Tag: Barry Ritholtz
“Recency” is one of the most insidious behavioral biases that can impact an investor’s ability to Take the Long View® with their investments. The name alone suggests it’s the opposite of what we’re about here at Hill Investment Group.
Those ruled by recency will disregard decades of data, and instead allow only the latest, relatively random data points to skew their view. A prime example occurs whenever purveyors of traditional active investing revisit a perennially misleading script that goes something like this: “If too many investors invest in index funds (i.e., if the market is left to run on auto-pilot), there will be nobody left to set proper pricing. Investors should revert to an active investment strategy, before it’s too late.”
Again, the argument is nothing new; if index funds were the only investment available, markets would indeed stop functioning. But with every new season, the traditional active camp seems to come up with a fresh batch of stats that supposedly signal that the end of index investing is nigh.
Recently, the focus has been on index investing inflows – or, more accurately, their reduced volume. So far this year, the deluge of dollars mostly heading out of active investing and into index/passive funds has decreased to a more orderly flow compared to 2017.
Is index investing on the wane? In this related piece, we share a quibble we do have with index investing, and why we typically favor a similar, but more direct approach for capturing scientific sources of expected return. But before anyone concludes it’s time to get more active at timing and selecting specific stock picks, here are three, recency-dispelling reads we suggest:
“Index Funds Are Going to Be Just Fine,” Barry Ritholtz, ThinkAdvisor
Our favorite excerpt: “Why must we complicate what is otherwise a simple explanation? Investors have become a little more financially literate; indexing is maturing as an investment style. Those who are hoping for a major reversal of a trend that has been 40 years in the making are very likely to be disappointed.”
“Indexing Fuss Unwarranted,” Larry Swedroe, ETF.com
Our favorite excerpt: “While it’s certainly possible that, at some point, passive investing could reach such a dominant share that price discovery would be limited, clearly, we are nowhere near that level, and almost certainly won’t be there for a very long time.”
Our favorite excerpt: “Perhaps the growth of indexing has robbed the world of outstanding stockpickers. But it seems more likely that it has put a lot of bad managers out of business … And it is not as if the buying and selling of stocks by informed investors with opinions has ceased. The turnover of stocks has actually increased over time. Active investors are more active than ever.”
If you’ve got about 50 minutes to listen to a half-dozen big-name perspectives covering nearly 50 years of efficient market theory, I recommend Freakonomics’ podcast, “The Stupidest Thing You Can Do With Your Money.” It’s a wide-ranging overview of the active-passive debate that won’t disappoint.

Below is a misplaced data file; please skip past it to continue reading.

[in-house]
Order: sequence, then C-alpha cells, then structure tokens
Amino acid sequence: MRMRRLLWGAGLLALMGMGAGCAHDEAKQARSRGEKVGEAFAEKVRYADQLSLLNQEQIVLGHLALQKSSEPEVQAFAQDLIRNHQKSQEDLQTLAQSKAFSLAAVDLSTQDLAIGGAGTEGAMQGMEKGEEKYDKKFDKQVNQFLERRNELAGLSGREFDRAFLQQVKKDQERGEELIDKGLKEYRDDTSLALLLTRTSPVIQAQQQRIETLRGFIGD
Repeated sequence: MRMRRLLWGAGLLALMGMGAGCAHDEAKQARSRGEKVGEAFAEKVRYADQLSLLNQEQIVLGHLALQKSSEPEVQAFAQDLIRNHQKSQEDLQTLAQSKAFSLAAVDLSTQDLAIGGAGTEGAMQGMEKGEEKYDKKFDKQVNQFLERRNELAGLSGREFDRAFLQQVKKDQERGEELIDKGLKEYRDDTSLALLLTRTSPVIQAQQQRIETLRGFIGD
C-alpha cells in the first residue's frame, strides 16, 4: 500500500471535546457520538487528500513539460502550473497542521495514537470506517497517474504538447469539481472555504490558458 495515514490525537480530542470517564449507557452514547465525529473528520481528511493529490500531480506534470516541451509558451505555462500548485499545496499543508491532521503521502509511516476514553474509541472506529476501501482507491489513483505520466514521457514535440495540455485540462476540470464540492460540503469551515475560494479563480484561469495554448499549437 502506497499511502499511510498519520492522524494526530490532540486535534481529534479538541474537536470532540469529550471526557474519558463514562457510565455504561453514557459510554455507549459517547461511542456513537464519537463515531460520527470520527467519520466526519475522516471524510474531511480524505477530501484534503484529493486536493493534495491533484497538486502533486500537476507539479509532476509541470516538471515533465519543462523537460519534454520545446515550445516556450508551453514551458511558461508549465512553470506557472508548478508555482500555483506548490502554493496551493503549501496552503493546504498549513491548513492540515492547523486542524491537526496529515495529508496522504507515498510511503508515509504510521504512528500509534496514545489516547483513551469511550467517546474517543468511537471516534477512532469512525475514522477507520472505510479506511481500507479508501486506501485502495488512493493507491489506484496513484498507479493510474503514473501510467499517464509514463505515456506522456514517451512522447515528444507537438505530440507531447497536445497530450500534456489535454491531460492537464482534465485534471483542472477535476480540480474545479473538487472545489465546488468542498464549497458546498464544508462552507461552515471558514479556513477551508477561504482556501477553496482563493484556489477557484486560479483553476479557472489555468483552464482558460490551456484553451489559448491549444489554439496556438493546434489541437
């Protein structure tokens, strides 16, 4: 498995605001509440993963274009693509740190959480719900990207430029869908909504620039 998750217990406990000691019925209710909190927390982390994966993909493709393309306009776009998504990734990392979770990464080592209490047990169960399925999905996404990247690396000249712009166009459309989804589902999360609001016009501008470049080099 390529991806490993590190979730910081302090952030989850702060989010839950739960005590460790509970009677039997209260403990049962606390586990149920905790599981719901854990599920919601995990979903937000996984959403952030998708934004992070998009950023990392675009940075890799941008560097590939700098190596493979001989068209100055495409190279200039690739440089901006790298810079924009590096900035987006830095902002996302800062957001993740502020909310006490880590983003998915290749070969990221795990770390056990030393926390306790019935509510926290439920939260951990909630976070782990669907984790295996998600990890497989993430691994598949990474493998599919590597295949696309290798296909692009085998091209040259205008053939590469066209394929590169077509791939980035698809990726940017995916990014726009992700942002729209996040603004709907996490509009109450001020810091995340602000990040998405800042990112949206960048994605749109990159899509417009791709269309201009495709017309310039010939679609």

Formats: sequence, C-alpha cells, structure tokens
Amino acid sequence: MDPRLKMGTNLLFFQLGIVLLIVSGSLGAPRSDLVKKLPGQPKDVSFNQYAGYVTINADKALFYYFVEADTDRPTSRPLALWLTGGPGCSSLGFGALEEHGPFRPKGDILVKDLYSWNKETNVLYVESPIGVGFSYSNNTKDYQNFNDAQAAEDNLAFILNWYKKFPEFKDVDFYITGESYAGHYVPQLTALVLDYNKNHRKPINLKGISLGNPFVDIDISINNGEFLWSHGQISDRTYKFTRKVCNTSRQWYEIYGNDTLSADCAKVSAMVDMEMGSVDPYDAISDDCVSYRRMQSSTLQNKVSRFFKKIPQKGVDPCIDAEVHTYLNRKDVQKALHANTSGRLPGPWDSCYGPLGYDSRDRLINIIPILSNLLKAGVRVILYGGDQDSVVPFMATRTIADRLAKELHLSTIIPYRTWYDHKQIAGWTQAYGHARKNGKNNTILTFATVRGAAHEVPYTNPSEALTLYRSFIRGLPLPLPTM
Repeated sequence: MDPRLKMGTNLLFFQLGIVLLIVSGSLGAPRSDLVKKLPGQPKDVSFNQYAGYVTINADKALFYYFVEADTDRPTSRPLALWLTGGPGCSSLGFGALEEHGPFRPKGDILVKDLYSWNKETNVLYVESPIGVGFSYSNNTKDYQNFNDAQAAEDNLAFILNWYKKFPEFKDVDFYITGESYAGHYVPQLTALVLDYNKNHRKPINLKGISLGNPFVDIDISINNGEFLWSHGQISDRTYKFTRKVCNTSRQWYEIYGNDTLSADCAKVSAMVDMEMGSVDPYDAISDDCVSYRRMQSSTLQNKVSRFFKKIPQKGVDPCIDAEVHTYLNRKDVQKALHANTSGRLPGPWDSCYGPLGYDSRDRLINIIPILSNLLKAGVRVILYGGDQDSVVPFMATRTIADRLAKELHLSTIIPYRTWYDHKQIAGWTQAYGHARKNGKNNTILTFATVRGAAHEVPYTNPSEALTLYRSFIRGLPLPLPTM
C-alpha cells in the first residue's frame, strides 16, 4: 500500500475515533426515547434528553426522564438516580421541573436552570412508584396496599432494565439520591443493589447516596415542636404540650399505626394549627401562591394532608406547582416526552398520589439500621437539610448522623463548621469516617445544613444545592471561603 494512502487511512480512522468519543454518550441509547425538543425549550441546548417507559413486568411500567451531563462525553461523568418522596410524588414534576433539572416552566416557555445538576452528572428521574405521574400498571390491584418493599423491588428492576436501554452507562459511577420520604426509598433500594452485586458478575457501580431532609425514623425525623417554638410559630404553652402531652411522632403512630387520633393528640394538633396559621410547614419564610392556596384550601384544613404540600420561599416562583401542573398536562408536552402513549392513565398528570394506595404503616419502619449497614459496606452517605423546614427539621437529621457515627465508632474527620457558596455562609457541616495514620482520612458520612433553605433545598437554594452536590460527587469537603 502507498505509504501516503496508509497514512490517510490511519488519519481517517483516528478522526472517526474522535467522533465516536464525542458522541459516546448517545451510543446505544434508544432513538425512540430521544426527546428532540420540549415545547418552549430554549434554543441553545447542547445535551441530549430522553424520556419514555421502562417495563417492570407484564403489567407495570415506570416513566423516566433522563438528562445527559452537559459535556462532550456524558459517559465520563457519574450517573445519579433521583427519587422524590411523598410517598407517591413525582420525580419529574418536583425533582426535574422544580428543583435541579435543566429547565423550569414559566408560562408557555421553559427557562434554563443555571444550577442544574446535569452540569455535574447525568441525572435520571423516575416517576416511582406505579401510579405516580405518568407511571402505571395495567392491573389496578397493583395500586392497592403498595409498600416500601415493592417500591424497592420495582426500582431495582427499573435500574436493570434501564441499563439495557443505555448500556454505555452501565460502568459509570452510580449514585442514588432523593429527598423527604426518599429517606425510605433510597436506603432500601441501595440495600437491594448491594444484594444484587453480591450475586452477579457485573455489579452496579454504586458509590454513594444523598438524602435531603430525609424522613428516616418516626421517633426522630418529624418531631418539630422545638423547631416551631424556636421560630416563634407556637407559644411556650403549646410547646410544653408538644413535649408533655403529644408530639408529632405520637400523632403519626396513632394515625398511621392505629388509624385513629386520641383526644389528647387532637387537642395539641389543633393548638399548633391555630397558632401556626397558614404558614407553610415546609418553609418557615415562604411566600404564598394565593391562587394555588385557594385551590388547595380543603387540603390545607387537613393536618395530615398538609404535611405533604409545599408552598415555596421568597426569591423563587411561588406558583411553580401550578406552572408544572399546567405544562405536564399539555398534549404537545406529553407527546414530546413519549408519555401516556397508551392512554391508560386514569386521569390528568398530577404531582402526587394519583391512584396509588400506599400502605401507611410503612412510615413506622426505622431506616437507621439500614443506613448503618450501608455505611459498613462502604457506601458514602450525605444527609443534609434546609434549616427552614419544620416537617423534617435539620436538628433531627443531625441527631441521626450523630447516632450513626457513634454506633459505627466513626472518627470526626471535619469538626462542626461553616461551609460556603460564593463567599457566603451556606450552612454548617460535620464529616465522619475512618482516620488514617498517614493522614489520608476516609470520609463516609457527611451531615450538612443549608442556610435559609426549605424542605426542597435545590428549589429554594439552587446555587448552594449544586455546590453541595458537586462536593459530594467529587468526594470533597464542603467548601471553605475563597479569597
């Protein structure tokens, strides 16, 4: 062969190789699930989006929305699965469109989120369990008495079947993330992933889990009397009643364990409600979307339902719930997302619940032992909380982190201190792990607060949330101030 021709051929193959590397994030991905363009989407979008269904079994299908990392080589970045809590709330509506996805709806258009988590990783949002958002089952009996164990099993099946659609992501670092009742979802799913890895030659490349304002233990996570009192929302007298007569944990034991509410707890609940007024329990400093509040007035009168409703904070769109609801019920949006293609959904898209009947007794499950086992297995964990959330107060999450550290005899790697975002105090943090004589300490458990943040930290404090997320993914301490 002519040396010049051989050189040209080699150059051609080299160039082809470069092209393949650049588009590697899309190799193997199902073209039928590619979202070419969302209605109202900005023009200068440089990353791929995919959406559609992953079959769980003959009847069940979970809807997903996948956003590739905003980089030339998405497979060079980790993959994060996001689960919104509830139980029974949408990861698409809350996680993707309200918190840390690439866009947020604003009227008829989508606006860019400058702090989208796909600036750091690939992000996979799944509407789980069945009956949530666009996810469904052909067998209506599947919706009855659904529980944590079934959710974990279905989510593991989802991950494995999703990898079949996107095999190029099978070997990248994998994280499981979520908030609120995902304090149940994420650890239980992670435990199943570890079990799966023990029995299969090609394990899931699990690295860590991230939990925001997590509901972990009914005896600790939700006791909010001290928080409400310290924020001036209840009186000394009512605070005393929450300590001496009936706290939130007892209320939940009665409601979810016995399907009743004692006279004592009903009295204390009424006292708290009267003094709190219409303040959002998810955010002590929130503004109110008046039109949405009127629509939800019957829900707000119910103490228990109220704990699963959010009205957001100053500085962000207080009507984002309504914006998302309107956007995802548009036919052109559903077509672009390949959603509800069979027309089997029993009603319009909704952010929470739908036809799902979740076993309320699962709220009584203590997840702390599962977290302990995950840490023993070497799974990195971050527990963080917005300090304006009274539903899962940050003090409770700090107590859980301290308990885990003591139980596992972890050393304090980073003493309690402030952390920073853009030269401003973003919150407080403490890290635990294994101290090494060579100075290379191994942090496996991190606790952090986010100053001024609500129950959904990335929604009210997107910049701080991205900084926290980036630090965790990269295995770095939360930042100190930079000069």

Here are some of my own takeaways from listening in.
John Bogle – Reminisces on when he founded Vanguard in 1975 and launched the world’s first publicly available index fund. The costs make all the difference. With active fund costs ranging upward to 200 basis points (after expense fees and trading costs), versus index funds’ typical 4–10 basis points, the expense hurdle is too tough to overcome. It took a long time for people to get the idea, but now there is a passive revolution.
Ken French – Points out that it took 50 years for passive investing to grow from zero to 20% market share. Then, it jumped from 20% to 30% in the last decade. “Only the top 2-3% of active funds have enough skill to cover their costs,” says Ken. “If you don’t think you are one of the best people out there doing this, you probably shouldn’t even start.”
Eugene Fama – Developed the Efficient Market Hypothesis in the late 1960s (i.e., prices reflect all available information), which led to his being a co-recipient of the 2013 Nobel Prize in Economic Sciences. The gap between his early academic inquiries and wide, practical application of the findings is telling. (My take: Remember, one important quality in evidence-based investing is ensuring the theories have withstood the test of time!)
Barry Ritholtz – Reflecting on the title of the podcast, Ritholtz commented: “Sophisticated investors refuse to admit they can’t beat the market. … Costs are a tax on smart people that don’t realize their propensity for doing stupid things.”
I’ve barely skimmed the surface of the many insights, large and small, shared in this fast-paced podcast. Want to know where Mr. and Mrs. Bogle buy their favorite sweaters? Tune in to find out!